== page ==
Sick Hibiscus - What can be wrong?

Winnipeg, Canada

This Hibiscus plant is indoors for the winter and outdoors for the summer. This summer was its best ever with hundreds of blooms and more than doubled in size. Brought back inside in mid-September and after a couple weeks the leaves would turn yellow and fall off. I noticed some fine webs (spidermits?) on it, so I sprayed a few treatments of End All II. Its been over a month since I last sprayed and the plant continues to loose leaves, they either turn yellow/ dry up and fall off, or green leaves just wilt, dry up and fall off. Now some branches are drying up and breaking off. Gets regular watering and soil is not allowed to dry up. Any ideas? See attached pictures


Thumbnail by mchernecki Thumbnail by mchernecki Thumbnail by mchernecki Thumbnail by mchernecki
Dublin, CA(Zone 9a)

Hibiscus can be quite temperamental when you change their conditions suddenly (such as by bringing them indoors when they'd been outdoors, watering them inconsistently, exposing them to temperature swings, etc). The good news is they typically recover from all of those things. I wouldn't have been at all surprised for your plant to go through a phase like that when you first brought it in, but since it's been several months and it's still doing it, it makes me think that there's still something that's off. I'd definitely check on your watering--they don't like to dry out too much, but it is possible to overwater them and since they're indoors they won't need to be watered nearly as often as they did when outdoors so that would be one possibility. Also, I would check to make sure that the plant isn't in the direct path of air from a heating vent, and that it's not catching cold drafts (either from being too close to a window that's not sealed 100%, or if it's near a door that gets opened regularly letting cold air from outside into the house, etc). Also, if it had a spider mite infestation any leaves that the mites damaged before you killed them could continue to die off--damage from things like that often looks worse even after you thought you fixed the problem because the mites had done enough damage to kill the leaves, but the leaves hadn't actually died yet. Then a few weeks after you think you get rid of the problem, the leaves end up dying from the damage that had been done weeks earlier. Spider mites are also tricky to get rid of and it typically takes multiple applications of whatever product you use to get rid of them (and you need to make sure and get it on the underside of the leaves which is where they live) so I'd also consider the possibility that you didn't quite get rid of your infestation.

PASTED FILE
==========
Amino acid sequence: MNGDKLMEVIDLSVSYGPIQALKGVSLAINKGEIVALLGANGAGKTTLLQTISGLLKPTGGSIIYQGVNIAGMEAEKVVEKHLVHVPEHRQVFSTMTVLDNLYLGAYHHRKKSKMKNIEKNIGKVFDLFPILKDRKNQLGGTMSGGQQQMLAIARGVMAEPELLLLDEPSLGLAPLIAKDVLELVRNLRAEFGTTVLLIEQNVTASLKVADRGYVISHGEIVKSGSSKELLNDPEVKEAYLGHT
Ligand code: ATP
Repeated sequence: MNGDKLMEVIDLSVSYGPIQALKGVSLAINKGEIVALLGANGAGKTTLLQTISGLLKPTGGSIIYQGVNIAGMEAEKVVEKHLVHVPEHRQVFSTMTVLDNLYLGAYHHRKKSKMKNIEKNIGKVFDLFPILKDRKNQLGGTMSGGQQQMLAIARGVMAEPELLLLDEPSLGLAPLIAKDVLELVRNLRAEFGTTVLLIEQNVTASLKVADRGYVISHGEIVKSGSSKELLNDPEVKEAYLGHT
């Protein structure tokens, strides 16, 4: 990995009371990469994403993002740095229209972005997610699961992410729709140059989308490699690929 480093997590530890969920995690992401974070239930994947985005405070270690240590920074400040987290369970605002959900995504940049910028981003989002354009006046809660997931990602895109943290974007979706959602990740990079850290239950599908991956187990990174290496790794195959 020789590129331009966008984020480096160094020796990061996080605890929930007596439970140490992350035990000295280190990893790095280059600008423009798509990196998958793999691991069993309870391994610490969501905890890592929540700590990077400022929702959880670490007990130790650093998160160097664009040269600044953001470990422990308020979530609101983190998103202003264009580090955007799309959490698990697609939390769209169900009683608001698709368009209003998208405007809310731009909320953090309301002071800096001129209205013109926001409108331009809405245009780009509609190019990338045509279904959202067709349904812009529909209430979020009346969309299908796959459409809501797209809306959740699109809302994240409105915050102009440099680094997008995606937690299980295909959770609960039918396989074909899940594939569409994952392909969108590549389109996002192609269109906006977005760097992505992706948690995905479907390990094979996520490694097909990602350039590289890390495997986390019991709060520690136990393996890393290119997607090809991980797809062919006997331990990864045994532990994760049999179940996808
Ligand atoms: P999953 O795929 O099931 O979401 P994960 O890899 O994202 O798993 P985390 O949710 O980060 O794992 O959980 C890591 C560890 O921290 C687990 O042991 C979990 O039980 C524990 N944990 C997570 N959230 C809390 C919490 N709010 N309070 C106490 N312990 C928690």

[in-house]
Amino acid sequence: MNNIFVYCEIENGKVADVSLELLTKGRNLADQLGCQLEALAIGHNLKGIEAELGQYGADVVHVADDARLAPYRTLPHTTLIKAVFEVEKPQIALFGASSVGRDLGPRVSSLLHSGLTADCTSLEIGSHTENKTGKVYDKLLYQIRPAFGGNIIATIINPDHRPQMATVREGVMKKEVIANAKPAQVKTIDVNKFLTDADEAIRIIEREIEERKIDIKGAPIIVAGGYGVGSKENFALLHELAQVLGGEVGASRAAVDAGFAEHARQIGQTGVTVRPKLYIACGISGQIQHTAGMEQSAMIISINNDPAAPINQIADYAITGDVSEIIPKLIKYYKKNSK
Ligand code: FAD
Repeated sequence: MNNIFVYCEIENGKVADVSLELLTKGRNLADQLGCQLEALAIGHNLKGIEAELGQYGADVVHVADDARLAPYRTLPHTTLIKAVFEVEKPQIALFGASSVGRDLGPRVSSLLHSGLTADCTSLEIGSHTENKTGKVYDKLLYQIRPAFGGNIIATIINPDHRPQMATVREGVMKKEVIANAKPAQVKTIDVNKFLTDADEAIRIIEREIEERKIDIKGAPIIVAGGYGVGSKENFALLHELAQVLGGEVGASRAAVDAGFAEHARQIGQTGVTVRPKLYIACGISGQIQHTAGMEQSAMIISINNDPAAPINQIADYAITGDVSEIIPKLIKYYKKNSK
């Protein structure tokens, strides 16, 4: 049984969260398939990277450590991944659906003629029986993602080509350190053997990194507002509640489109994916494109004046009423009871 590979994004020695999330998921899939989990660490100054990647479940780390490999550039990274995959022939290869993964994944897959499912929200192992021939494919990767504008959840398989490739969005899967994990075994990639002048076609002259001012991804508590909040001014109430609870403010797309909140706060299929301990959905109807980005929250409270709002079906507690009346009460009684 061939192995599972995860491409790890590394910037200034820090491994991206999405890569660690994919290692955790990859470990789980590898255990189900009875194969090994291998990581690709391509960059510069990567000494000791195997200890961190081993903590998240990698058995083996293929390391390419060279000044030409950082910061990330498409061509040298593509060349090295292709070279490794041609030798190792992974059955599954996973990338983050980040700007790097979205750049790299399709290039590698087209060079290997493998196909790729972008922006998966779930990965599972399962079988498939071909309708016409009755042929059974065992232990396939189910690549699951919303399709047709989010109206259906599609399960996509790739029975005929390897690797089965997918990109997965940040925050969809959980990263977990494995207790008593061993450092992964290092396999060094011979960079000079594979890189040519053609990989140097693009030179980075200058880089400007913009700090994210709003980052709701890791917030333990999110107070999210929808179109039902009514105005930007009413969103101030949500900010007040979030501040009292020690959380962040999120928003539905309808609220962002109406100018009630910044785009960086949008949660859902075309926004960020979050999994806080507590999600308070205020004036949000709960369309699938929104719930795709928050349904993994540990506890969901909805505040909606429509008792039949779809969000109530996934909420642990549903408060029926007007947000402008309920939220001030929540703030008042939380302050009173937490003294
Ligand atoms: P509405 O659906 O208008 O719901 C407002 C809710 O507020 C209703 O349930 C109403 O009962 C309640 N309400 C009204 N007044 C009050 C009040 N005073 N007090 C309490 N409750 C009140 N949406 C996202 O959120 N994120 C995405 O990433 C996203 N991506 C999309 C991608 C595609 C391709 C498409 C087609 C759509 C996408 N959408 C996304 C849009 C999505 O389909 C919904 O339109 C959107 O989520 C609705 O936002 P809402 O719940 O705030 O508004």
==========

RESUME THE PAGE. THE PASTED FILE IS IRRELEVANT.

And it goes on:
Kure Beach, NC(Zone 9a)

I would not water them as much as you are. Let them get dry between waterings. Since they're not outside, blooming and growing, they don't need as much water and they hate wet feet.
Also, keeping them moist creates the conditions spider mites like.
When you said the leaves were falling off I thought, well that's normal when you bring them in. But the dying stems aren't. That's why I'm 90% sure you're watering too much. I have killed many hibiscus over the Winter by over watering. So, when you think they need water, wait. I bought a moisture sensor and only water when the soil deep in the pot is dry.

Dublin, CA(Zone 9a)

Actually it's the opposite with the spider mites--they like it dry so doing things that keep the moisture/humidity up will help with them. Agree on checking the watering though.

Winnipeg, Canada

Thanks for the info. It may have been too wet, I am letting it dry out to see what happens. Perhaps I should do another spraying with End All II as well.

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